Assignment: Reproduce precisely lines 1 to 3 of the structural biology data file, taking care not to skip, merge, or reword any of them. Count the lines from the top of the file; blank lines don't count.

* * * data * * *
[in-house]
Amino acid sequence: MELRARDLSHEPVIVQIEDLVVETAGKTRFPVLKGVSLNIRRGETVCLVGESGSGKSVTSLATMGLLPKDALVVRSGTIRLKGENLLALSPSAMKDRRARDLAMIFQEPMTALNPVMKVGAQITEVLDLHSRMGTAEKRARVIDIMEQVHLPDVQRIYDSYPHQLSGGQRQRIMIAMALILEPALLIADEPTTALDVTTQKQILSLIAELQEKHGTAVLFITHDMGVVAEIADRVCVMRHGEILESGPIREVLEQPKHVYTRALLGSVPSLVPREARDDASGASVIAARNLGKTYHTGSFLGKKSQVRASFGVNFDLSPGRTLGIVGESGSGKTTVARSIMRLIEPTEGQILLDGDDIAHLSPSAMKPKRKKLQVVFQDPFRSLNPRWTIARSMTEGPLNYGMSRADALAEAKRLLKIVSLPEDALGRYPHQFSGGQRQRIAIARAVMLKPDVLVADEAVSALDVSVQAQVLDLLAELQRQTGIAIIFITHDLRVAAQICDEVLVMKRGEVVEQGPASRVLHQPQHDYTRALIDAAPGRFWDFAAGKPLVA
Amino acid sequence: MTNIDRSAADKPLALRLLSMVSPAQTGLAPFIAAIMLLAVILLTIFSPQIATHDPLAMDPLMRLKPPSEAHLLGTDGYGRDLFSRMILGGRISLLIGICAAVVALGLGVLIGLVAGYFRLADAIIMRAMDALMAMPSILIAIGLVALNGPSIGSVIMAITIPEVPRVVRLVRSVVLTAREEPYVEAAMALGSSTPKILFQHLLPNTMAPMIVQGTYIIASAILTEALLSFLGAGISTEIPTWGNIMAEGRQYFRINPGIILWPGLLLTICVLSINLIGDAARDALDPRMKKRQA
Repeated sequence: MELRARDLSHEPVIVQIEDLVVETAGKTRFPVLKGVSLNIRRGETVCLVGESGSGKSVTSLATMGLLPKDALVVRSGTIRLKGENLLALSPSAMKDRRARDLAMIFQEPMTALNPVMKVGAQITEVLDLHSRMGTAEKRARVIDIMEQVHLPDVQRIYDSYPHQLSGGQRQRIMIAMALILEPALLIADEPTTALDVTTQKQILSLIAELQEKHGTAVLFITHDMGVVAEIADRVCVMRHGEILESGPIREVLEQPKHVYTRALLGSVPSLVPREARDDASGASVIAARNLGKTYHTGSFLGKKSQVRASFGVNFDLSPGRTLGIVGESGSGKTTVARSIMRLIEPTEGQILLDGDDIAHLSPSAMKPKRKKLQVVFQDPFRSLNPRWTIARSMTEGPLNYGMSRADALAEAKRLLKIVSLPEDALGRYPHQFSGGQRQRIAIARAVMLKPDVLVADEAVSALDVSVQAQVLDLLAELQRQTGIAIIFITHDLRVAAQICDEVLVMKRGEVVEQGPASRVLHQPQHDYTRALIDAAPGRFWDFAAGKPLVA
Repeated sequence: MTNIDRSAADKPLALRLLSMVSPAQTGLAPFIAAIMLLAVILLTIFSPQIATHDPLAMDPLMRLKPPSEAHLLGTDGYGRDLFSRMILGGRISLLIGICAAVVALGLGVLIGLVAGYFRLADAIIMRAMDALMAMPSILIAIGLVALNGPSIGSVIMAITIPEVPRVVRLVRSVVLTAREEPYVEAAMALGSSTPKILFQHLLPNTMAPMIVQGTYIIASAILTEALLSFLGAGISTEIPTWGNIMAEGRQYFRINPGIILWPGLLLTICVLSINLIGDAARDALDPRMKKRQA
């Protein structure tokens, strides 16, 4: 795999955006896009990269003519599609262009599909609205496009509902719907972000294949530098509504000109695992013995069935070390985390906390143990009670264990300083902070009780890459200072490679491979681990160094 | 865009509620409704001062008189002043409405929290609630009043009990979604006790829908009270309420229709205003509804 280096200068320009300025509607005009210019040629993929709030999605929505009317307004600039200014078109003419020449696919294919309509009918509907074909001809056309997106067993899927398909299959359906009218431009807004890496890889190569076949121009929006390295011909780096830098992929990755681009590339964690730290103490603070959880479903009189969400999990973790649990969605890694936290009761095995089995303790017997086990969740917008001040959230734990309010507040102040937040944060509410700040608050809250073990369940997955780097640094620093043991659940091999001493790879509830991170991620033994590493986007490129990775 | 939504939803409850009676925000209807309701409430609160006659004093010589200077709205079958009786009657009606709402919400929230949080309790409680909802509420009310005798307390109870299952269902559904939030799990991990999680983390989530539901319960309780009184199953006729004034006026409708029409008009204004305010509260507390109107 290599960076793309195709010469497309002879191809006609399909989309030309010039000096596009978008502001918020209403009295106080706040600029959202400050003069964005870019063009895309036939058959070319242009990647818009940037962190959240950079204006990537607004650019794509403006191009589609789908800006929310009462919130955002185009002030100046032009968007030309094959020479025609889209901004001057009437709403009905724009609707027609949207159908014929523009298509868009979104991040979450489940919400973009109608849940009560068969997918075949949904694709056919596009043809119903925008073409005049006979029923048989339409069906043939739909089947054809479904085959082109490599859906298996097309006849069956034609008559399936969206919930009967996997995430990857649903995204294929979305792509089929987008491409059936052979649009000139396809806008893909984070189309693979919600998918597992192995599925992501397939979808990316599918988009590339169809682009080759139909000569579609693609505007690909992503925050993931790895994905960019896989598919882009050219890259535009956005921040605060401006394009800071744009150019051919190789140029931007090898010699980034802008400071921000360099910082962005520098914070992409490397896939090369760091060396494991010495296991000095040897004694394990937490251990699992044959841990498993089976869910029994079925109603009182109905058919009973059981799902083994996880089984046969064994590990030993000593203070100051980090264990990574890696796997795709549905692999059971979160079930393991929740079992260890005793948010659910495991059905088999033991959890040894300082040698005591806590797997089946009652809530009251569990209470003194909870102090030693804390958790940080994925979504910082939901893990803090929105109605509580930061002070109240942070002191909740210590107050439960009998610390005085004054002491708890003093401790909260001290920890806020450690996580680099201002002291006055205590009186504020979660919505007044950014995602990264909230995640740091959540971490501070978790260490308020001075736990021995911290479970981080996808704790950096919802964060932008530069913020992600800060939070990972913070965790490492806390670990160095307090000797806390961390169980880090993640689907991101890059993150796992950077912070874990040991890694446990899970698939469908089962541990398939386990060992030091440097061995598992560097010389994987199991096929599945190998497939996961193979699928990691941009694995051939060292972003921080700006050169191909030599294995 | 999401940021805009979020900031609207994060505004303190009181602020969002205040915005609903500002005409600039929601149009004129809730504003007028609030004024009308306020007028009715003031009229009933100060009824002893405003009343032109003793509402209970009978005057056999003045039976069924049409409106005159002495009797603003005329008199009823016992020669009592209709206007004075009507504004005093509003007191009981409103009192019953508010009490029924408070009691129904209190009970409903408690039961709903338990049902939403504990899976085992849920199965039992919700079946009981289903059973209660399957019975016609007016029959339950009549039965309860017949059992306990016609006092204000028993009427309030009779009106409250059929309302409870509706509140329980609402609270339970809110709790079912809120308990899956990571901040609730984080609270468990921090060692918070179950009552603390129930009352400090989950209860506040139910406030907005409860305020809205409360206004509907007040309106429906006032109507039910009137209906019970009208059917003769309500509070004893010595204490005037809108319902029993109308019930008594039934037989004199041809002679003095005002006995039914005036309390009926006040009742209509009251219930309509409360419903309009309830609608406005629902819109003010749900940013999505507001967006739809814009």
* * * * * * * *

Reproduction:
[in-house]
Amino acid sequence: MELRARDLSHEPVIVQIEDLVVETAGKTRFPVLKGVSLNIRRGETVCLVGESGSGKSVTSLATMGLLPKDALVVRSGTIRLKGENLLALSPSAMKDRRARDLAMIFQEPMTALNPVMKVGAQITEVLDLHSRMGTAEKRARVIDIMEQVHLPDVQRIYDSYPHQLSGGQRQRIMIAMALILEPALLIADEPTTALDVTTQKQILSLIAELQEKHGTAVLFITHDMGVVAEIADRVCVMRHGEILESGPIREVLEQPKHVYTRALLGSVPSLVPREARDDASGASVIAARNLGKTYHTGSFLGKKSQVRASFGVNFDLSPGRTLGIVGESGSGKTTVARSIMRLIEPTEGQILLDGDDIAHLSPSAMKPKRKKLQVVFQDPFRSLNPRWTIARSMTEGPLNYGMSRADALAEAKRLLKIVSLPEDALGRYPHQFSGGQRQRIAIARAVMLKPDVLVADEAVSALDVSVQAQVLDLLAELQRQTGIAIIFITHDLRVAAQICDEVLVMKRGEVVEQGPASRVLHQPQHDYTRALIDAAPGRFWDFAAGKPLVA
Amino acid sequence: MTNIDRSAADKPLALRLLSMVSPAQTGLAPFIAAIMLLAVILLTIFSPQIATHDPLAMDPLMRLKPPSEAHLLGTDGYGRDLFSRMILGGRISLLIGICAAVVALGLGVLIGLVAGYFRLADAIIMRAMDALMAMPSILIAIGLVALNGPSIGSVIMAITIPEVPRVVRLVRSVVLTAREEPYVEAAMALGSSTPKILFQHLLPNTMAPMIVQGTYIIASAILTEALLSFLGAGISTEIPTWGNIMAEGRQYFRINPGIILWPGLLLTICVLSINLIGDAARDALDPRMKKRQA